Google Stadia vs Nvidia GeForce Now: Which Is Best

Although there are many cloud services for playing video games, Google Stadia and Nvidia GeForce Now are the two most popular at the moment and promise to revolutionize the way we play video games, eliminating the need to buy powerful hardware or even download games. And in this article, we are going to compare these two services.

What is Cloud Gaming or game in the cloud?

Video game streaming services consist of running a video game on remote hardware (quite powerful) and this server sends us the video image shown on the screen.

That means we don’t need a next-generation console or a powerful PC to play games. We only need a device with a screen and an Internet connection. Easy to set up, easy to play, nothing to worry about (except maybe the internet connection).

Advantages of Cloud Gaming or video game streaming:

  • There is no need for a powerful computer
  • Play wherever you want (computer, phone, tablet, TV …)
  • No need to download, install or update a game
  • No need to worry about physical storage

Disadvantages of Cloud Gaming or video game streaming:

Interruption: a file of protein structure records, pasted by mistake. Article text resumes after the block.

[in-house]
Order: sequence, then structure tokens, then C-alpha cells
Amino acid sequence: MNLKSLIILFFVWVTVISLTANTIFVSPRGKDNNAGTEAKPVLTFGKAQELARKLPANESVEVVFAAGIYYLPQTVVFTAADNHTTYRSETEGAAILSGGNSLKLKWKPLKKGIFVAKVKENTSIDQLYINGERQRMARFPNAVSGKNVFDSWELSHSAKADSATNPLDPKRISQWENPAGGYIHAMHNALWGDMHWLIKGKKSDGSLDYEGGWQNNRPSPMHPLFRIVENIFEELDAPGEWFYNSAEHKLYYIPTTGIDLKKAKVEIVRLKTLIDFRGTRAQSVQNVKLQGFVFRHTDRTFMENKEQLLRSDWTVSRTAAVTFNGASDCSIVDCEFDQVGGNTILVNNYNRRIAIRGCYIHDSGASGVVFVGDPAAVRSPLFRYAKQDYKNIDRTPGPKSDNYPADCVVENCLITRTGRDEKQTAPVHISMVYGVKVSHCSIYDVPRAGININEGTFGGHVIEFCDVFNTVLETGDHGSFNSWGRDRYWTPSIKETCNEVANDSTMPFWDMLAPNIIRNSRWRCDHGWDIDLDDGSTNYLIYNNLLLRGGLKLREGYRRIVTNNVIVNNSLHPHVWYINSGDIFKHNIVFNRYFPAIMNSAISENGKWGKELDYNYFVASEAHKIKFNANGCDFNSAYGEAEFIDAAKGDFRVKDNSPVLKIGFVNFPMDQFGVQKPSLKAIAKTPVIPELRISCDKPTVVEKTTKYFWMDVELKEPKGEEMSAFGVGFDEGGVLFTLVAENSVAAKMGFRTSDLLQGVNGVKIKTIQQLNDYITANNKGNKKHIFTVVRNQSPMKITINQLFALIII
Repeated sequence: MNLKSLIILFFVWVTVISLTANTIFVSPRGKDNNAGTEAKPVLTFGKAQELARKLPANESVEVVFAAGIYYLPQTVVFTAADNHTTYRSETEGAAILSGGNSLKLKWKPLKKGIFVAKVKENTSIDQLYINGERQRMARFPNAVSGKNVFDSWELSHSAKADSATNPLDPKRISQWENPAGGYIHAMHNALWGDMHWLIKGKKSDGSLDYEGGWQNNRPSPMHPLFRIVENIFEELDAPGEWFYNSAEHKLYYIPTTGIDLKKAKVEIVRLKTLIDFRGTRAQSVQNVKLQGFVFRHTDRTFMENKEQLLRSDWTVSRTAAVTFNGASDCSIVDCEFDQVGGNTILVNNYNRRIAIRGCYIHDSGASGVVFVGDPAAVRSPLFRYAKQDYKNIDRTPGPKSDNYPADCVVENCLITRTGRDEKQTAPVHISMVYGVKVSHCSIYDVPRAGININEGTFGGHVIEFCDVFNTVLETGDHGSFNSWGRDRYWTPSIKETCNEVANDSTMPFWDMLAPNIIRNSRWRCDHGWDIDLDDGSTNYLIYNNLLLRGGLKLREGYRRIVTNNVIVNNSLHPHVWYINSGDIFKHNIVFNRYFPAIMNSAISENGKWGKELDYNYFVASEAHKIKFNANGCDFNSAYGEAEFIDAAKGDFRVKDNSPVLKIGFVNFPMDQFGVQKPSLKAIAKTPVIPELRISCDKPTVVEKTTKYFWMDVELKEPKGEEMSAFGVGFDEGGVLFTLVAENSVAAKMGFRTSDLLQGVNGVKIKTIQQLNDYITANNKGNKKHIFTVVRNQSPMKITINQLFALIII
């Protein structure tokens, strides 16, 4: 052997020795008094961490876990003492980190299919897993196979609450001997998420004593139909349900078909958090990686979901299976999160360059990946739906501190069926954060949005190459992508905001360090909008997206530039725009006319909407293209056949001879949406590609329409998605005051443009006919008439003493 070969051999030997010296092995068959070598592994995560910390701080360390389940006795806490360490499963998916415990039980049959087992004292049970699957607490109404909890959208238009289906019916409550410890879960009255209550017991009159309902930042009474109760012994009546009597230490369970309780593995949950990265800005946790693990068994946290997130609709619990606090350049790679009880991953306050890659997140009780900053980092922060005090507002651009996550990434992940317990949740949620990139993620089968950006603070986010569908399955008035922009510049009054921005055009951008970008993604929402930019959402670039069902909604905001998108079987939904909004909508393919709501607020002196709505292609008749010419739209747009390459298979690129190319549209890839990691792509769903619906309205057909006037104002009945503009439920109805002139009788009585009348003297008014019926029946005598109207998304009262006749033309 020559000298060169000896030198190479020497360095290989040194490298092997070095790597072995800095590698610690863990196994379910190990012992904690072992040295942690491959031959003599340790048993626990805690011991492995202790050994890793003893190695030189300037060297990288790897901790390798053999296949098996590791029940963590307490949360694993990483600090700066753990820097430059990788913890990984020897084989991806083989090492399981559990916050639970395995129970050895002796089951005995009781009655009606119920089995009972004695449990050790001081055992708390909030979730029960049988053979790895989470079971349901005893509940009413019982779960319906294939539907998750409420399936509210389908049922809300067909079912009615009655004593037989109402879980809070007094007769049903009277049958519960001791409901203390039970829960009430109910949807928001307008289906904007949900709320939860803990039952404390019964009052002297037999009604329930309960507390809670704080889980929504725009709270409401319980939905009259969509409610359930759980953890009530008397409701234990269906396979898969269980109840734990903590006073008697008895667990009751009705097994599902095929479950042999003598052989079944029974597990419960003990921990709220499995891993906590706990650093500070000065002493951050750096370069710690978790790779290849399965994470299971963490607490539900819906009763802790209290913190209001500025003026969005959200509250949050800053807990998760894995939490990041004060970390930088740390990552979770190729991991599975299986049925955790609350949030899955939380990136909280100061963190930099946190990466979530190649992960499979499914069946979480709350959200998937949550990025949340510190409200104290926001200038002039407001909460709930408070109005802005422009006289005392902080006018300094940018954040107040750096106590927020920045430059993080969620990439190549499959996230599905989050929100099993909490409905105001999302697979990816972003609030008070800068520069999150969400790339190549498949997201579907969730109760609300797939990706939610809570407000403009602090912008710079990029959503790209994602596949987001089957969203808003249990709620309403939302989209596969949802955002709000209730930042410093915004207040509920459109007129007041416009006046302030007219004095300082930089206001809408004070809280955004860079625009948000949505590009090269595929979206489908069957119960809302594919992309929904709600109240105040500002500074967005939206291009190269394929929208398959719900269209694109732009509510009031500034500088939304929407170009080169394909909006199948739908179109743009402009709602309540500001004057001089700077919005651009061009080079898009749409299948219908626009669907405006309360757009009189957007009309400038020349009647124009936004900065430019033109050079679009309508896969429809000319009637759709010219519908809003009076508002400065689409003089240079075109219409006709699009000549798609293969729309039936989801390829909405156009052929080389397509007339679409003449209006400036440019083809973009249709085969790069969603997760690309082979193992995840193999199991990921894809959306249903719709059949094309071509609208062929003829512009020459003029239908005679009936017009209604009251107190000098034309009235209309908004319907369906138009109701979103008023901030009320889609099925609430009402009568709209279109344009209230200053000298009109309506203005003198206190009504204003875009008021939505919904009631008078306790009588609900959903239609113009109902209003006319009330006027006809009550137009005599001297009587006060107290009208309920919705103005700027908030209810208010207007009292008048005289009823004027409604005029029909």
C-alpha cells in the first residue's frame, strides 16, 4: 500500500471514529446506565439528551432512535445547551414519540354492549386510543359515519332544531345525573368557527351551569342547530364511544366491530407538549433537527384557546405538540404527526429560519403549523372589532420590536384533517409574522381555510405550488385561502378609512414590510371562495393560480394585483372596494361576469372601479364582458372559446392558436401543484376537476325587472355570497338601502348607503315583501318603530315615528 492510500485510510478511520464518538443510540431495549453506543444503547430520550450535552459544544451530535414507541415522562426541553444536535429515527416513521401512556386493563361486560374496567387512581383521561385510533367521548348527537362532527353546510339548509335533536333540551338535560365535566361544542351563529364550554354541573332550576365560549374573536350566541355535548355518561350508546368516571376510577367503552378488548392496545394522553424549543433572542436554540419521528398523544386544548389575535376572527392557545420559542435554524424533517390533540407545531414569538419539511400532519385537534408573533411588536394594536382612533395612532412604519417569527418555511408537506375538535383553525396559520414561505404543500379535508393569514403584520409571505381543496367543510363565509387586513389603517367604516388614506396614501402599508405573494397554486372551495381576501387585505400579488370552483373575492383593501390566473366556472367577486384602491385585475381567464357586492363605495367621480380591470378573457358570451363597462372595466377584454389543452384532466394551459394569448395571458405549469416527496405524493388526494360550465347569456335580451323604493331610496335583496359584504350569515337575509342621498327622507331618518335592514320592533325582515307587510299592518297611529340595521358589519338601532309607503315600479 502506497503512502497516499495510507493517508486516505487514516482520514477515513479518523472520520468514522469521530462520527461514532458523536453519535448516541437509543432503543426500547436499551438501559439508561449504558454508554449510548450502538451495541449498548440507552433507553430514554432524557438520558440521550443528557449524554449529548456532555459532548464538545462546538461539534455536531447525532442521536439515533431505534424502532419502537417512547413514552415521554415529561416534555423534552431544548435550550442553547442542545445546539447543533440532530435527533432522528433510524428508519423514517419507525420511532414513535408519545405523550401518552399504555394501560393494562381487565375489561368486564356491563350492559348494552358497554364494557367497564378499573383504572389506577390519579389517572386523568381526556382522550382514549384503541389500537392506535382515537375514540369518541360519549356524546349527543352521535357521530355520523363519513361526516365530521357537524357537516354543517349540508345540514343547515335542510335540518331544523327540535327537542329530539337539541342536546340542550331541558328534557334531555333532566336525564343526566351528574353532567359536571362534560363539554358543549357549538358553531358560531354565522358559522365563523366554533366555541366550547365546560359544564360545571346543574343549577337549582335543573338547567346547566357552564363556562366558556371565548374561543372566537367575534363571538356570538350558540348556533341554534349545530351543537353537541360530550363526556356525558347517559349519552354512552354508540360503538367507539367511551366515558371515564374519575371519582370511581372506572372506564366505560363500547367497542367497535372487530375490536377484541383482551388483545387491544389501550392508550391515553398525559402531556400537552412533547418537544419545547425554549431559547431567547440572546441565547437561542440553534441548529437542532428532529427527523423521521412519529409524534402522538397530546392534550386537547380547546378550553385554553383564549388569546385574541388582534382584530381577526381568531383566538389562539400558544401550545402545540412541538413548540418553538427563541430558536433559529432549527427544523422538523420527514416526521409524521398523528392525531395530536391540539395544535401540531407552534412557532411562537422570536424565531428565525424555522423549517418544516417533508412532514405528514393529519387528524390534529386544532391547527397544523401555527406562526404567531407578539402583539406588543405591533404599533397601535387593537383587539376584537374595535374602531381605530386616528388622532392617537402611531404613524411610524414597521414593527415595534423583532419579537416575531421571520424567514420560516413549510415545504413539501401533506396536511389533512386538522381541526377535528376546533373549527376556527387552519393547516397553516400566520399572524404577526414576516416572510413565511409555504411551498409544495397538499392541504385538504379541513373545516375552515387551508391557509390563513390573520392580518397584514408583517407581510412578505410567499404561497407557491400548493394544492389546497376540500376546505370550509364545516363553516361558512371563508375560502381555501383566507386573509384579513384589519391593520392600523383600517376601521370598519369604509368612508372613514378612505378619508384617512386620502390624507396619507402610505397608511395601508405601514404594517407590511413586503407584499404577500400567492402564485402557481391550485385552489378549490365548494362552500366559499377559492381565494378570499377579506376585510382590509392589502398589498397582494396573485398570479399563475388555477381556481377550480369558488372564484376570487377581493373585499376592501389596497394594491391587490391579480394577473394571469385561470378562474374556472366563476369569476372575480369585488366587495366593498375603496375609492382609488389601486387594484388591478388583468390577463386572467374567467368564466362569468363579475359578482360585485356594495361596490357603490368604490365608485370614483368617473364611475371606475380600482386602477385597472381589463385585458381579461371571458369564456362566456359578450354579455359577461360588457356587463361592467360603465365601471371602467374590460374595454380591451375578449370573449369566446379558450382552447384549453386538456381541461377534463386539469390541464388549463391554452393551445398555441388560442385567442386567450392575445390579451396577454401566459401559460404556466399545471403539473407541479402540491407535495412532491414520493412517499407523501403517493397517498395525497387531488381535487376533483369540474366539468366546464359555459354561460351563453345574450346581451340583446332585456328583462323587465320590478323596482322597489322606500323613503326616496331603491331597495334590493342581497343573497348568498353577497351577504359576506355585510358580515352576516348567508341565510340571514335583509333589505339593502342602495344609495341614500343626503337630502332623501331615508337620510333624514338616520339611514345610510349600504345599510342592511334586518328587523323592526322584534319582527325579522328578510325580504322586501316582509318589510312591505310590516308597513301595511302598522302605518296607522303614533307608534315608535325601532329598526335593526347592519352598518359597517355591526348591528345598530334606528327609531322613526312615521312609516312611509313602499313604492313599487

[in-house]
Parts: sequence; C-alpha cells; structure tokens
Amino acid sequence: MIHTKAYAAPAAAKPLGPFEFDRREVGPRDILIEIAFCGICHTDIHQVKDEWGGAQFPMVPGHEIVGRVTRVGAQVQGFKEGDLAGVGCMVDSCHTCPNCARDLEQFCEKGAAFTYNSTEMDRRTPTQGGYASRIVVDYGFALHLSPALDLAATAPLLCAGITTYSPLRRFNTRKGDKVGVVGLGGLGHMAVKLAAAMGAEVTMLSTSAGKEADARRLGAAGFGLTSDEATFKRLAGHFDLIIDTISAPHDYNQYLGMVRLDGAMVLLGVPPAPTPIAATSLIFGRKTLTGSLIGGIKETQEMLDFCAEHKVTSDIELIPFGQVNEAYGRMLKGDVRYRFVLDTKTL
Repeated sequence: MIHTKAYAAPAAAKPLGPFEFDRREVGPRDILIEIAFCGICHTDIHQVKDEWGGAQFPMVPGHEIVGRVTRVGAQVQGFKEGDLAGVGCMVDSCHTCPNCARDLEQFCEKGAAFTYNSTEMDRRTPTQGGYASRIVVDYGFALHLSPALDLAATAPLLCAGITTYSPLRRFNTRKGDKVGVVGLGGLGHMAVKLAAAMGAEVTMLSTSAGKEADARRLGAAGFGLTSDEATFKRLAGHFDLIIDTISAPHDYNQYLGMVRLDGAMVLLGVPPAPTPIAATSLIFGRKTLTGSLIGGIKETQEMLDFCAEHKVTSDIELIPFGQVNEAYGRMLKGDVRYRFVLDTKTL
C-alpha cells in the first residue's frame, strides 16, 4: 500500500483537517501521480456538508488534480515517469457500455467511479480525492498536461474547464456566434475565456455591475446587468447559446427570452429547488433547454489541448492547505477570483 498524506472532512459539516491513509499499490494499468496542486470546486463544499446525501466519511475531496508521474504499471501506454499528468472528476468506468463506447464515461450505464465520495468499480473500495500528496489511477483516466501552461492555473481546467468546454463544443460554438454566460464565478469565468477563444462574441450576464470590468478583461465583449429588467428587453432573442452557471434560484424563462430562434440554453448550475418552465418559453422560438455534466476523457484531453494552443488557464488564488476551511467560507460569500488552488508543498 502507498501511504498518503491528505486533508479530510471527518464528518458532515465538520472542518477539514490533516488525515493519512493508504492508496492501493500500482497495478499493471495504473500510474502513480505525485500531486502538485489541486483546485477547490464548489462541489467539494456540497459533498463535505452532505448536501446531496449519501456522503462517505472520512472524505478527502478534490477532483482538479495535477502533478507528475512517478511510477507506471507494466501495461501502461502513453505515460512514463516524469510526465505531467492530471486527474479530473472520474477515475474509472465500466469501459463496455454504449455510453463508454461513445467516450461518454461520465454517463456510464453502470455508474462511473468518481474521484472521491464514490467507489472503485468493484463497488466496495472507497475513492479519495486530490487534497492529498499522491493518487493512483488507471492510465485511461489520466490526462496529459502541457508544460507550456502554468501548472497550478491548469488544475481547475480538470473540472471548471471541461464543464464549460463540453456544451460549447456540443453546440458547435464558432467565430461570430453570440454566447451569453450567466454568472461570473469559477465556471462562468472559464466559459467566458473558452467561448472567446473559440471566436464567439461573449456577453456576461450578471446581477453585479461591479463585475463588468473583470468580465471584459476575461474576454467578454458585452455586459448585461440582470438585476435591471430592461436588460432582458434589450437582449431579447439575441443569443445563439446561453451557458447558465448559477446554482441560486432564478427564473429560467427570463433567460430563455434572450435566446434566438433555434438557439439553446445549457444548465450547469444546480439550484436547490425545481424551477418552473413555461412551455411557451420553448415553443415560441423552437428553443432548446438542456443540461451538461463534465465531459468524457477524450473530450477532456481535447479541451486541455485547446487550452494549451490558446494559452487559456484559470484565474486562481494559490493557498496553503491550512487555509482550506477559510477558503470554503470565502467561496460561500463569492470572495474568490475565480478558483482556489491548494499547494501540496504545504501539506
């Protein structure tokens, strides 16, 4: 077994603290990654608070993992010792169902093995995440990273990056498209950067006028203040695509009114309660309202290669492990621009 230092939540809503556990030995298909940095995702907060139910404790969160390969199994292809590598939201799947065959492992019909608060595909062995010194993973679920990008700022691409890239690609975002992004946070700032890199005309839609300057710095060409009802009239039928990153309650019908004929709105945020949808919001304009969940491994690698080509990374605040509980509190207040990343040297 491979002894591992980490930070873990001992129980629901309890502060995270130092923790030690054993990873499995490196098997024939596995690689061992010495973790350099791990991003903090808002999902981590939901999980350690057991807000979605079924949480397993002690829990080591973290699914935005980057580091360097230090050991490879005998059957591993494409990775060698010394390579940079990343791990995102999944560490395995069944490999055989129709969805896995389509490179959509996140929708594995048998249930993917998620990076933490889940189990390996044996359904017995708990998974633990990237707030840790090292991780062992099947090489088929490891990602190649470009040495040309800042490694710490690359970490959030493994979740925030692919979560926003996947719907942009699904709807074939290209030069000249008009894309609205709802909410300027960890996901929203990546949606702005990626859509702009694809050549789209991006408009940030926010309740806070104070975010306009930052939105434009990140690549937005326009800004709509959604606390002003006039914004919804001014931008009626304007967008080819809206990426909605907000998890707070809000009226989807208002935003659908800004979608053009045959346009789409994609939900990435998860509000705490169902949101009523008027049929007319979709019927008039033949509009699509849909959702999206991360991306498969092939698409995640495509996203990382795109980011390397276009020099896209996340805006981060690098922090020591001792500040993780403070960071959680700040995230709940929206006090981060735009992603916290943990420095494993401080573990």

• You need a very good internet connection
  • Unable to play offline
  • There is a greater delay or latency than playing on a local PC
  • It does not reach the graphic quality of the most powerful computers
  • There may be graphic artefacts due to video codecs

Latency is one of the biggest pain points in video game streaming services. This is the biggest difference between streaming a video (like Netflix) and streaming a video game. When you watch a video, you don’t really care about the latency between your home and the Netflix server, because you don’t have any live interaction with the video itself. This is something totally different in a video game.

Input lag is the sum of all latencies behind the game: controller latency, processing latency, screen latency, and of course for cloud games, network latency is one of the most important parts.